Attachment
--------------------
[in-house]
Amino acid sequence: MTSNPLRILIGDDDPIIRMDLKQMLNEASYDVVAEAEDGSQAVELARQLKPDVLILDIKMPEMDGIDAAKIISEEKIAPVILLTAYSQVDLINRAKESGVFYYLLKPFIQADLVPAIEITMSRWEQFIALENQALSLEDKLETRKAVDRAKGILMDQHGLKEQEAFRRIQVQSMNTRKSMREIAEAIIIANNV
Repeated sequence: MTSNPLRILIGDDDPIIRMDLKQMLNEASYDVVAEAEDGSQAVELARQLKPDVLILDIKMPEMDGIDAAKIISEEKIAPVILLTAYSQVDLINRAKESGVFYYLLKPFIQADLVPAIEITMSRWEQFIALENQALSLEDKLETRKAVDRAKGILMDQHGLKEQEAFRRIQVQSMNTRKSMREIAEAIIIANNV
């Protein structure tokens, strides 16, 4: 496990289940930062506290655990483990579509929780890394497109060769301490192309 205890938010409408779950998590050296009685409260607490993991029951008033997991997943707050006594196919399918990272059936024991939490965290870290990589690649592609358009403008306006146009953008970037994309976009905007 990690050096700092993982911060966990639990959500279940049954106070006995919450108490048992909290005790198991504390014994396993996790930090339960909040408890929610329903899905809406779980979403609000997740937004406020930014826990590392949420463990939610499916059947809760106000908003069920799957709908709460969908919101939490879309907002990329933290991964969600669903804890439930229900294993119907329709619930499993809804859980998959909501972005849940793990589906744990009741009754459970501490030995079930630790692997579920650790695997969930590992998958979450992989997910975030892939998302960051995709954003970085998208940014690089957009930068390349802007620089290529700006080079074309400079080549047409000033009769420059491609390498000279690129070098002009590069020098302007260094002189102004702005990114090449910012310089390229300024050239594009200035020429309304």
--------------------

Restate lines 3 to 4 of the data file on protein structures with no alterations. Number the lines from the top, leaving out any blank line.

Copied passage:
Repeated sequence: MTSNPLRILIGDDDPIIRMDLKQMLNEASYDVVAEAEDGSQAVELARQLKPDVLILDIKMPEMDGIDAAKIISEEKIAPVILLTAYSQVDLINRAKESGVFYYLLKPFIQADLVPAIEITMSRWEQFIALENQALSLEDKLETRKAVDRAKGILMDQHGLKEQEAFRRIQVQSMNTRKSMREIAEAIIIANNV
């Protein structure tokens, strides 16, 4: 496990289940930062506290655990483990579509929780890394497109060769301490192309 205890938010409408779950998590050296009685409260607490993991029951008033997991997943707050006594196919399918990272059936024991939490965290870290990589690649592609358009403008306006146009953008970037994309976009905007 990690050096700092993982911060966990639990959500279940049954106070006995919450108490048992909290005790198991504390014994396993996790930090339960909040408890929610329903899905809406779980979403609000997740937004406020930014826990590392949420463990939610499916059947809760106000908003069920799957709908709460969908919101939490879309907002990329933290991964969600669903804890439930229900294993119907329709619930499993809804859980998959909501972005849940793990589906744990009741009754459970501490030995079930630790692997579920650790695997969930590992998958979450992989997910975030892939998302960051995709954003970085998208940014690089957009930068390349802007620089290529700006080079074309400079080549047409000033009769420059491609390498000279690129070098002009590069020098302007260094002189102004702005990114090449910012310089390229300024050239594009200035020429309304």